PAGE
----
Professors Alan Hedge and Tamara James conducted an ergonomics survey study in the clinics at Duke University Medical Center. The questionnaire asked physicians about their musculoskeletal discomfort, computer use, knowledge of ergonomics and the level of typing skills they exercised while at work. Out of the 179 physician responses, the majority reported experiencing pain in their neck, shoulders, thoracic and lumbar spine at least once on a weekly basis. Weekly repetitive stress injuries and pain in the right wrist were also reported by 40 percent of women and 30 percent of men. Hedge and James explain that the women spent an hour longer per day on the computer than their male colleagues.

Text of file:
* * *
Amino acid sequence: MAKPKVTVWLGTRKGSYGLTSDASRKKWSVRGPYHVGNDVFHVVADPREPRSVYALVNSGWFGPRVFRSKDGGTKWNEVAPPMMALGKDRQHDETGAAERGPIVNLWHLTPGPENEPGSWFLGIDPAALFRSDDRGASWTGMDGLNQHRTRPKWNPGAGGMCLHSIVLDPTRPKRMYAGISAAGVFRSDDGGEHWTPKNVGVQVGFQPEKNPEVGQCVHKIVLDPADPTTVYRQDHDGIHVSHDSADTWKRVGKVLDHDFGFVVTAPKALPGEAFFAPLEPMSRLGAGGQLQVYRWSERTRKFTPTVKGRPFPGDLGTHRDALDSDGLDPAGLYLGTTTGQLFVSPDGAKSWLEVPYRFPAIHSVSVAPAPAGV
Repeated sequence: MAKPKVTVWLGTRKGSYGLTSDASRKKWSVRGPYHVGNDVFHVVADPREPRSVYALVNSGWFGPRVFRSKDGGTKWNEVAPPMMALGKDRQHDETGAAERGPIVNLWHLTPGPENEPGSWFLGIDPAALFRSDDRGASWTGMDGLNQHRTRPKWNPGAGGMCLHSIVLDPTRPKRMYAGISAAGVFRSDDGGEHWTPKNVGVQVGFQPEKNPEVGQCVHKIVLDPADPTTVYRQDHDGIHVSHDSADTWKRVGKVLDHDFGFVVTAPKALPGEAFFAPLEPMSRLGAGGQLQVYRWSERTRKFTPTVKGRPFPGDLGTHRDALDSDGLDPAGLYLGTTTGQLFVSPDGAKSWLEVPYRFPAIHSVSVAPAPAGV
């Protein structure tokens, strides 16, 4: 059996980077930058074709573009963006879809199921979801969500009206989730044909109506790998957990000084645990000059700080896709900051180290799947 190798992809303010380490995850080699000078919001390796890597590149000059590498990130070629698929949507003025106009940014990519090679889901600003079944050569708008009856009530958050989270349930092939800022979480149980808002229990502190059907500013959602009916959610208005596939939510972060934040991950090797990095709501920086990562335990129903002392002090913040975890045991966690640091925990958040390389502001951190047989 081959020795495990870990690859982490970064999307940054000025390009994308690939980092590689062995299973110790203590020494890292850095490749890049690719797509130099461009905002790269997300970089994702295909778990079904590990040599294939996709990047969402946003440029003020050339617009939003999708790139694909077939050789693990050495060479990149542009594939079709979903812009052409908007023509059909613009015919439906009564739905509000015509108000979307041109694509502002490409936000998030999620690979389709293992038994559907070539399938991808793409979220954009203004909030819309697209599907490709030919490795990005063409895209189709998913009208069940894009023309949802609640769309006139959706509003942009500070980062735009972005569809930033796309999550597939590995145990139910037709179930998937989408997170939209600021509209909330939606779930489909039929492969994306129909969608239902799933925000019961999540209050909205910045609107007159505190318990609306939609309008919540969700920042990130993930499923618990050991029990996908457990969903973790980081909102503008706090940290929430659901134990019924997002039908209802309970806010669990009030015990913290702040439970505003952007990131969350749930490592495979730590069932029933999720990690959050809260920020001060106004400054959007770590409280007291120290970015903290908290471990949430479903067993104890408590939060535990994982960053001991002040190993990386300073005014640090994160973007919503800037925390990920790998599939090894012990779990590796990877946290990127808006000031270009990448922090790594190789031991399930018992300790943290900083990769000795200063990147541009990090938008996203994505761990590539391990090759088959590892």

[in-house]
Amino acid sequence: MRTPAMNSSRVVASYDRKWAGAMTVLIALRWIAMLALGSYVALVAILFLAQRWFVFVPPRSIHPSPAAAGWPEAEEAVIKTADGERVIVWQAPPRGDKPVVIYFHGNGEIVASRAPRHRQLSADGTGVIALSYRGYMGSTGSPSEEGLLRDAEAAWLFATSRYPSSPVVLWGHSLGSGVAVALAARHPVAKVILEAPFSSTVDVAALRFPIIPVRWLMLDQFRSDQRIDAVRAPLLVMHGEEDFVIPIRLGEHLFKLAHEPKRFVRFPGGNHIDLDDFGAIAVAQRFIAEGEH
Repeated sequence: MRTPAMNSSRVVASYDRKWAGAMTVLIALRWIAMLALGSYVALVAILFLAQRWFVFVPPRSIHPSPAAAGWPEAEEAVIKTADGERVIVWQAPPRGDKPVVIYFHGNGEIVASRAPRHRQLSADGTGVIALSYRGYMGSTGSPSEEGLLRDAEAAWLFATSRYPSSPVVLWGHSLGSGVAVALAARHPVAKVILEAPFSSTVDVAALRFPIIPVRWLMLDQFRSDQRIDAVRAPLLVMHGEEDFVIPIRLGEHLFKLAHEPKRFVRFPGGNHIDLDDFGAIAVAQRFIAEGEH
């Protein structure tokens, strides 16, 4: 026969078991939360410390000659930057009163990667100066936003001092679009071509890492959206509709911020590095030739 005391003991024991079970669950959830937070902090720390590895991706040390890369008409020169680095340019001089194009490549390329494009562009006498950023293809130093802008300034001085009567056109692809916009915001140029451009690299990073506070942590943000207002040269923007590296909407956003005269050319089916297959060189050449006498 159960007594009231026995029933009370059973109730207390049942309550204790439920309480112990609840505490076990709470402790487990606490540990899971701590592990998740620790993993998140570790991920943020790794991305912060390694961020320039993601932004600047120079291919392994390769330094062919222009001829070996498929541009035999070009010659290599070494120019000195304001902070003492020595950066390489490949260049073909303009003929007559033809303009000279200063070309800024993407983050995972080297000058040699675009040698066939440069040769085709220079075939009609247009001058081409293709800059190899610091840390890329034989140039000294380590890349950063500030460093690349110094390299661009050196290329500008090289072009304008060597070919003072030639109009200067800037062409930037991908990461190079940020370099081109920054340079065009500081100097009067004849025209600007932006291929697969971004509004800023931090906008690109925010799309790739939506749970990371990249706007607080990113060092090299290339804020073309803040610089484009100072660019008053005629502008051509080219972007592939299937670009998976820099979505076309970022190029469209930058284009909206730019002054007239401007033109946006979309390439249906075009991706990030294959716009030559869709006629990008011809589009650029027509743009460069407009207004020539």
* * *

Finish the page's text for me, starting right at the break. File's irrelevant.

The survey results concerned the Duke researchers; repetitive stress injuries could pull doctors and nurses away from their jobs, reducing their availability to their patients. To reverse and prevent repetitive stress injuries from the increased use of electronic medical record technology, OSHA recommends keeping the workstation monitor at or just below eye level, maintain the head and neck in line with the torso, pull elbows close to body, and use a lumbar support while sitting. Tablet use increases to popularize as well. Using a separate keyboard and a tablet arm can help avoid neck and shoulder strain.